I have this circuit which looks like a current divider but with an extra capacitor. I want to know how Ia , Ib, Ic change as the capacitor begin to charge, i do know one thing after a time of 5 RC the capacitor will be about 99.5% and the first branch ( the one with the capacitor ) will be considered open, and we can consider the whole branch not there. enter image description here

( the source is a current source)

  • \$\begingroup\$ use circuit lab to evaluate. \$\endgroup\$ – JigarGandhi Feb 3 '15 at 19:11
  • \$\begingroup\$ How are you exciting the circuit? Do you apply a DC voltage, a DC current or something else to the + and - terminals? \$\endgroup\$ – mkeith Feb 3 '15 at 19:53

Well \$I_c\$ will always be the sum of \$I_a\$ and \$I_b\$.

\$I_c = I_a + I_b \$

Assuming that the current supplied to the circuit is constant:

\$I_c\$ will be constant.

At the first instant, the capacitor is completely empty and acts like a short circuit. So the current is distributed like in a normal current divider. After the capacitor is fully charged, it acts as an open circuit and no current will flow through path B.

Now what happens between those two points: The voltage across both paths must be the same (parallel circuit):

\$U(t) = I_a(t) * R_a\$

\$U(t) = I_b(t) * R_b + U_c(t)\$

\$U_c\$ is the voltage across the capacitor.

with that we end up with:

$$I_a(t) * R_a = I_b(t) * R_b + U_c(t)$$

Substituting the first statement this changes into:

$$(I_c(t)-I_b(t)) * R_a = I_b(t) * R_b + U_c(t)$$

Now we keep two things in mind: \$U_c(t) = \frac{Q_b(t)}{C}\$ and \$I(t)=\dot Q(t)\$ using this we end up with this lovely differential equation:

$$\frac{Q_b(t)}{C*(R_a+R_b)} + \dot Q_b(t) = I_c * R_a$$

Solved to (hopefully):

$$\large I_b(t) = I_c*\frac{R_a}{R_a+R_b}*e^{-\frac{t}{C*(R_a+R_b)}}$$

As for \$I_a(t)\$ well it has to add to \$I_b(t)\$ so that the result is constant.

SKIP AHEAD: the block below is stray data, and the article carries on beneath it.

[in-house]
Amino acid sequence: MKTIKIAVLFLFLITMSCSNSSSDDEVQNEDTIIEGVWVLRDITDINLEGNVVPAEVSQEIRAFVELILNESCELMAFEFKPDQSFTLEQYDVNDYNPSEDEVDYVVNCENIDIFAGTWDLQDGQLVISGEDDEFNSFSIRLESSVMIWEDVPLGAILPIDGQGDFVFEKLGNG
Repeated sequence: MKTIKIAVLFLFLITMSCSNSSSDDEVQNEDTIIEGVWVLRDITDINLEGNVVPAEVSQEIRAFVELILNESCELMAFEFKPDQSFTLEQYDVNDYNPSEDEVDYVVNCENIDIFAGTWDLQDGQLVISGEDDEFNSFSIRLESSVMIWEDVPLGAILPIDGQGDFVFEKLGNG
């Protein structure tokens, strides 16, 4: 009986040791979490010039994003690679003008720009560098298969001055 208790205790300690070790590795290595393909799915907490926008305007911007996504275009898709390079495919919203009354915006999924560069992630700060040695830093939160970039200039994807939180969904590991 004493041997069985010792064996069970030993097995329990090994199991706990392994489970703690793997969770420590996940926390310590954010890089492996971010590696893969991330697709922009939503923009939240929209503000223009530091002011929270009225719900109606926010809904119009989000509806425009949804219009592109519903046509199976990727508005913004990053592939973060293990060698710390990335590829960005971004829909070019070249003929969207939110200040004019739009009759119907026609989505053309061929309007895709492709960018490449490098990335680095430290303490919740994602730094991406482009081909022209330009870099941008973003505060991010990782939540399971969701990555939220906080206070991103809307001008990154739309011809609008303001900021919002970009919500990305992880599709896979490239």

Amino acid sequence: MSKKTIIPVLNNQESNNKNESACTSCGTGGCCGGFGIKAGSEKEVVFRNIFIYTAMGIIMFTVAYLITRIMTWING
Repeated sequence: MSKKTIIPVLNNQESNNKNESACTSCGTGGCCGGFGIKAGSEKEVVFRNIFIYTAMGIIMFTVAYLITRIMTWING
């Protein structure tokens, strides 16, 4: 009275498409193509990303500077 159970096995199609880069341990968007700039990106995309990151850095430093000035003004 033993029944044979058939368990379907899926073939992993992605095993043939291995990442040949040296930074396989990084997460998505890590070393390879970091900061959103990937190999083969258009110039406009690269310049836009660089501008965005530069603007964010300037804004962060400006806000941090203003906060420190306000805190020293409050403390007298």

$$\large I_a(t) = I_c (1-\frac{R_a}{R_a+R_b}*e^{-\frac{t}{C*(R_a+R_b)}})$$

Credits go mainly to this German Wikipedia article as I'm quite rusty with this kind of stuff.

Assuming that the voltage supplied to the circuit is constant:

\$I_a\$ will remain constant as it's just a simple resistor.

\$I_b\$ will behave like the charging current of a RC circuit. That is: $$ \large I_b(t) = \frac{U}{R} e^{\frac{-t}{RC}} $$ So together: $$ \large I_c(t) = \frac{U}{R}e^{\frac{-t}{RC}} + I_a $$

  • 1
    \$\begingroup\$ Ia will remain constant if a constant voltage is attached across +/- terminals. Don't know if that is a valid assumption or not. \$\endgroup\$ – mkeith Feb 3 '15 at 19:37
  • \$\begingroup\$ @mkeith that is a valid point, and I've added the assumption to my post. If an arbitrary voltage is applied, things get complicated. \$\endgroup\$ – Arsenal Feb 3 '15 at 19:44
  • \$\begingroup\$ I was thinking that a DC current might be applied since the OP used the term "current divider." In that case, as Ib decayed exponentially, Ib would have to increase by the same amount. \$\endgroup\$ – mkeith Feb 3 '15 at 19:51
  • 1
    \$\begingroup\$ Oh, so a current source as input. Yeah that's another interesting suggestion. Let's wait for the response from @user28324. \$\endgroup\$ – Arsenal Feb 3 '15 at 19:55
  • \$\begingroup\$ sorry i didnt mention that, but this is indeed a dc current source, read the question wrong. sorry again \$\endgroup\$ – user28324 Feb 3 '15 at 20:06

Use the below schematic to do some attempts. I have created in case if you are not aware of tool!


simulate this circuit – Schematic created using CircuitLab


Your Answer

By clicking “Post Your Answer”, you agree to our terms of service, privacy policy and cookie policy

Not the answer you're looking for? Browse other questions tagged or ask your own question.